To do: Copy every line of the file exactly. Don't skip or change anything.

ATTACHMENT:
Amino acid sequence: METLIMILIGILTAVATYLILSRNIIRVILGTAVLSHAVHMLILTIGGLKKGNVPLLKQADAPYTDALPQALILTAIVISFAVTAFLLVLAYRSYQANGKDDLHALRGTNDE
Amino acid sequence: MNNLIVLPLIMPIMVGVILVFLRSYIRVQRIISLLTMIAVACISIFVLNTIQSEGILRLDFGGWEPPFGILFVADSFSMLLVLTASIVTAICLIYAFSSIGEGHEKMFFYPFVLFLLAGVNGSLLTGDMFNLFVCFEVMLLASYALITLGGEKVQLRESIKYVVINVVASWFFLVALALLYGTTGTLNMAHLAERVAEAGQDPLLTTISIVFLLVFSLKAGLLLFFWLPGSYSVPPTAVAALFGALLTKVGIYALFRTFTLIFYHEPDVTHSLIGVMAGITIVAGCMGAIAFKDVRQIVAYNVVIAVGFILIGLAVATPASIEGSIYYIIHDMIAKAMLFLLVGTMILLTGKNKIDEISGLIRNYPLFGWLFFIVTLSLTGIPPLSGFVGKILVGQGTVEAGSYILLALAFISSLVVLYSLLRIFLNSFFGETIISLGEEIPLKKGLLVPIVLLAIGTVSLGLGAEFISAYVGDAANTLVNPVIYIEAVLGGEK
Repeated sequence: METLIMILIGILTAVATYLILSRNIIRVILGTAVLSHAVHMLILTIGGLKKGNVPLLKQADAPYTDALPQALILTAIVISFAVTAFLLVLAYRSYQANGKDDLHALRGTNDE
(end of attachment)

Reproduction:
Amino acid sequence: METLIMILIGILTAVATYLILSRNIIRVILGTAVLSHAVHMLILTIGGLKKGNVPLLKQADAPYTDALPQALILTAIVISFAVTAFLLVLAYRSYQANGKDDLHALRGTNDE
Amino acid sequence: MNNLIVLPLIMPIMVGVILVFLRSYIRVQRIISLLTMIAVACISIFVLNTIQSEGILRLDFGGWEPPFGILFVADSFSMLLVLTASIVTAICLIYAFSSIGEGHEKMFFYPFVLFLLAGVNGSLLTGDMFNLFVCFEVMLLASYALITLGGEKVQLRESIKYVVINVVASWFFLVALALLYGTTGTLNMAHLAERVAEAGQDPLLTTISIVFLLVFSLKAGLLLFFWLPGSYSVPPTAVAALFGALLTKVGIYALFRTFTLIFYHEPDVTHSLIGVMAGITIVAGCMGAIAFKDVRQIVAYNVVIAVGFILIGLAVATPASIEGSIYYIIHDMIAKAMLFLLVGTMILLTGKNKIDEISGLIRNYPLFGWLFFIVTLSLTGIPPLSGFVGKILVGQGTVEAGSYILLALAFISSLVVLYSLLRIFLNSFFGETIISLGEEIPLKKGLLVPIVLLAIGTVSLGLGAEFISAYVGDAANTLVNPVIYIEAVLGGEK
Repeated sequence: METLIMILIGILTAVATYLILSRNIIRVILGTAVLSHAVHMLILTIGGLKKGNVPLLKQADAPYTDALPQALILTAIVISFAVTAFLLVLAYRSYQANGKDDLHALRGTNDE